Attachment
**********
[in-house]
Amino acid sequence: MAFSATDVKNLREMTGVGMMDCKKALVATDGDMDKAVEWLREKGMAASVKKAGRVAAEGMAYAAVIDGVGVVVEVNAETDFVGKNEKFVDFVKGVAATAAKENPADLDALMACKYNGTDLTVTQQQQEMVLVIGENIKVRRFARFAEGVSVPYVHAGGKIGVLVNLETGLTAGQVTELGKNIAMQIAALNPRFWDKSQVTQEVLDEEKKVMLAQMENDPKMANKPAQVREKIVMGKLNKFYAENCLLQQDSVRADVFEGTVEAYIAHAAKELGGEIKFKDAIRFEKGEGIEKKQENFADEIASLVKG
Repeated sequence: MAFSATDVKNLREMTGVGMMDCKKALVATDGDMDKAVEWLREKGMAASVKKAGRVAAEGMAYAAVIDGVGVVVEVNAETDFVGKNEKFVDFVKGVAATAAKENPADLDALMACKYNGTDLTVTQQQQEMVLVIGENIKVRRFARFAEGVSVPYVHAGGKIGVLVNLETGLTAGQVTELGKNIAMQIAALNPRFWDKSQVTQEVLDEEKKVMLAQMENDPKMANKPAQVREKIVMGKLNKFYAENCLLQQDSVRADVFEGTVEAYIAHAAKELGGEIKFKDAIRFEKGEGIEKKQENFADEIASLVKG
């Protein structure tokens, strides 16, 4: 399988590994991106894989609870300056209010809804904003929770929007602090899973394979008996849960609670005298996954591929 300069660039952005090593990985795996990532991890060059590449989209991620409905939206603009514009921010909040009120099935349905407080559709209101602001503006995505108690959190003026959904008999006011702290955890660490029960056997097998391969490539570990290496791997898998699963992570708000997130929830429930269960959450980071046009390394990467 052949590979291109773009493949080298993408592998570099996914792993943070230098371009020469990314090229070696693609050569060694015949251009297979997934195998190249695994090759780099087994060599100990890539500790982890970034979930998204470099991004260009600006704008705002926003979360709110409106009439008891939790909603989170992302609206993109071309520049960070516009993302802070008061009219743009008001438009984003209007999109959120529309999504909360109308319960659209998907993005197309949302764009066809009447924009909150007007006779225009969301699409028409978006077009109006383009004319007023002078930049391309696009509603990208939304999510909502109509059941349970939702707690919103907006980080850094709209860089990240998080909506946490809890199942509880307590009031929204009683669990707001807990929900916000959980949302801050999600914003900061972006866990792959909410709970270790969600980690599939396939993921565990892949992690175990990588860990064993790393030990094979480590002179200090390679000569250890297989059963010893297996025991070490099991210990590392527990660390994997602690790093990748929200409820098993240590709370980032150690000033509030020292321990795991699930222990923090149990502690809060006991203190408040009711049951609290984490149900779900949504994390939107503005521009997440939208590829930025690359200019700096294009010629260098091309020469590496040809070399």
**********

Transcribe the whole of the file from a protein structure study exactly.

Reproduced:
[in-house]
Amino acid sequence: MAFSATDVKNLREMTGVGMMDCKKALVATDGDMDKAVEWLREKGMAASVKKAGRVAAEGMAYAAVIDGVGVVVEVNAETDFVGKNEKFVDFVKGVAATAAKENPADLDALMACKYNGTDLTVTQQQQEMVLVIGENIKVRRFARFAEGVSVPYVHAGGKIGVLVNLETGLTAGQVTELGKNIAMQIAALNPRFWDKSQVTQEVLDEEKKVMLAQMENDPKMANKPAQVREKIVMGKLNKFYAENCLLQQDSVRADVFEGTVEAYIAHAAKELGGEIKFKDAIRFEKGEGIEKKQENFADEIASLVKG
Repeated sequence: MAFSATDVKNLREMTGVGMMDCKKALVATDGDMDKAVEWLREKGMAASVKKAGRVAAEGMAYAAVIDGVGVVVEVNAETDFVGKNEKFVDFVKGVAATAAKENPADLDALMACKYNGTDLTVTQQQQEMVLVIGENIKVRRFARFAEGVSVPYVHAGGKIGVLVNLETGLTAGQVTELGKNIAMQIAALNPRFWDKSQVTQEVLDEEKKVMLAQMENDPKMANKPAQVREKIVMGKLNKFYAENCLLQQDSVRADVFEGTVEAYIAHAAKELGGEIKFKDAIRFEKGEGIEKKQENFADEIASLVKG
């Protein structure tokens, strides 16, 4: 399988590994991106894989609870300056209010809804904003929770929007602090899973394979008996849960609670005298996954591929 300069660039952005090593990985795996990532991890060059590449989209991620409905939206603009514009921010909040009120099935349905407080559709209101602001503006995505108690959190003026959904008999006011702290955890660490029960056997097998391969490539570990290496791997898998699963992570708000997130929830429930269960959450980071046009390394990467 052949590979291109773009493949080298993408592998570099996914792993943070230098371009020469990314090229070696693609050569060694015949251009297979997934195998190249695994090759780099087994060599100990890539500790982890970034979930998204470099991004260009600006704008705002926003979360709110409106009439008891939790909603989170992302609206993109071309520049960070516009993302802070008061009219743009008001438009984003209007999109959120529309999504909360109308319960659209998907993005197309949302764009066809009447924009909150007007006779225009969301699409028409978006077009109006383009004319007023002078930049391309696009509603990208939304999510909502109509059941349970939702707690919103907006980080850094709209860089990240998080909506946490809890199942509880307590009031929204009683669990707001807990929900916000959980949302801050999600914003900061972006866990792959909410709970270790969600980690599939396939993921565990892949992690175990990588860990064993790393030990094979480590002179200090390679000569250890297989059963010893297996025991070490099991210990590392527990660390994997602690790093990748929200409820098993240590709370980032150690000033509030020292321990795991699930222990923090149990502690809060006991203190408040009711049951609290984490149900779900949504994390939107503005521009997440939208590829930025690359200019700096294009010629260098091309020469590496040809070399």